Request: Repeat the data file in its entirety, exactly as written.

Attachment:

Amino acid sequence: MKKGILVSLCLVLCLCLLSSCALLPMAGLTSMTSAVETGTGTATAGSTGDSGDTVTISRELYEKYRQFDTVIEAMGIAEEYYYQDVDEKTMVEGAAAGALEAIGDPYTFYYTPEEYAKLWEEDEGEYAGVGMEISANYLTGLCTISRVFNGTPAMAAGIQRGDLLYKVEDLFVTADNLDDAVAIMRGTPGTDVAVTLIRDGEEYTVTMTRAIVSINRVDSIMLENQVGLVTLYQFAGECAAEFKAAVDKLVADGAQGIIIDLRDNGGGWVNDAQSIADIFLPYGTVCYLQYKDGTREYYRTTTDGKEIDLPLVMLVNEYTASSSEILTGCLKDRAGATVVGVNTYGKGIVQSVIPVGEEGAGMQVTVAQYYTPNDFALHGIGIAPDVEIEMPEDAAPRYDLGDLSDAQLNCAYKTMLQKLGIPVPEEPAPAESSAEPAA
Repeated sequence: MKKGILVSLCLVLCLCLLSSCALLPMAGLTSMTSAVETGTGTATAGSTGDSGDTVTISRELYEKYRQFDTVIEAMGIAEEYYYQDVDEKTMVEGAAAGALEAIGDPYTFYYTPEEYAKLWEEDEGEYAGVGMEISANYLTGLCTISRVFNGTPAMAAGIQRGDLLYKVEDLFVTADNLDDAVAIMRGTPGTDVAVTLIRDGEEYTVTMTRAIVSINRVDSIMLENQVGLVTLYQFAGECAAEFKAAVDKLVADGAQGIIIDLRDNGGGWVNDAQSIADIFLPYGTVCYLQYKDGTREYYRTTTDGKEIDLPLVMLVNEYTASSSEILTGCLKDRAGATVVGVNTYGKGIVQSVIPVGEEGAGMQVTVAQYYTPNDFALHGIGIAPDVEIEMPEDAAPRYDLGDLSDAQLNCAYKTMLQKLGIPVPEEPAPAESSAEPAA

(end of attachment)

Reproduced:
Amino acid sequence: MKKGILVSLCLVLCLCLLSSCALLPMAGLTSMTSAVETGTGTATAGSTGDSGDTVTISRELYEKYRQFDTVIEAMGIAEEYYYQDVDEKTMVEGAAAGALEAIGDPYTFYYTPEEYAKLWEEDEGEYAGVGMEISANYLTGLCTISRVFNGTPAMAAGIQRGDLLYKVEDLFVTADNLDDAVAIMRGTPGTDVAVTLIRDGEEYTVTMTRAIVSINRVDSIMLENQVGLVTLYQFAGECAAEFKAAVDKLVADGAQGIIIDLRDNGGGWVNDAQSIADIFLPYGTVCYLQYKDGTREYYRTTTDGKEIDLPLVMLVNEYTASSSEILTGCLKDRAGATVVGVNTYGKGIVQSVIPVGEEGAGMQVTVAQYYTPNDFALHGIGIAPDVEIEMPEDAAPRYDLGDLSDAQLNCAYKTMLQKLGIPVPEEPAPAESSAEPAA
Repeated sequence: MKKGILVSLCLVLCLCLLSSCALLPMAGLTSMTSAVETGTGTATAGSTGDSGDTVTISRELYEKYRQFDTVIEAMGIAEEYYYQDVDEKTMVEGAAAGALEAIGDPYTFYYTPEEYAKLWEEDEGEYAGVGMEISANYLTGLCTISRVFNGTPAMAAGIQRGDLLYKVEDLFVTADNLDDAVAIMRGTPGTDVAVTLIRDGEEYTVTMTRAIVSINRVDSIMLENQVGLVTLYQFAGECAAEFKAAVDKLVADGAQGIIIDLRDNGGGWVNDAQSIADIFLPYGTVCYLQYKDGTREYYRTTTDGKEIDLPLVMLVNEYTASSSEILTGCLKDRAGATVVGVNTYGKGIVQSVIPVGEEGAGMQVTVAQYYTPNDFALHGIGIAPDVEIEMPEDAAPRYDLGDLSDAQLNCAYKTMLQKLGIPVPEEPAPAESSAEPAA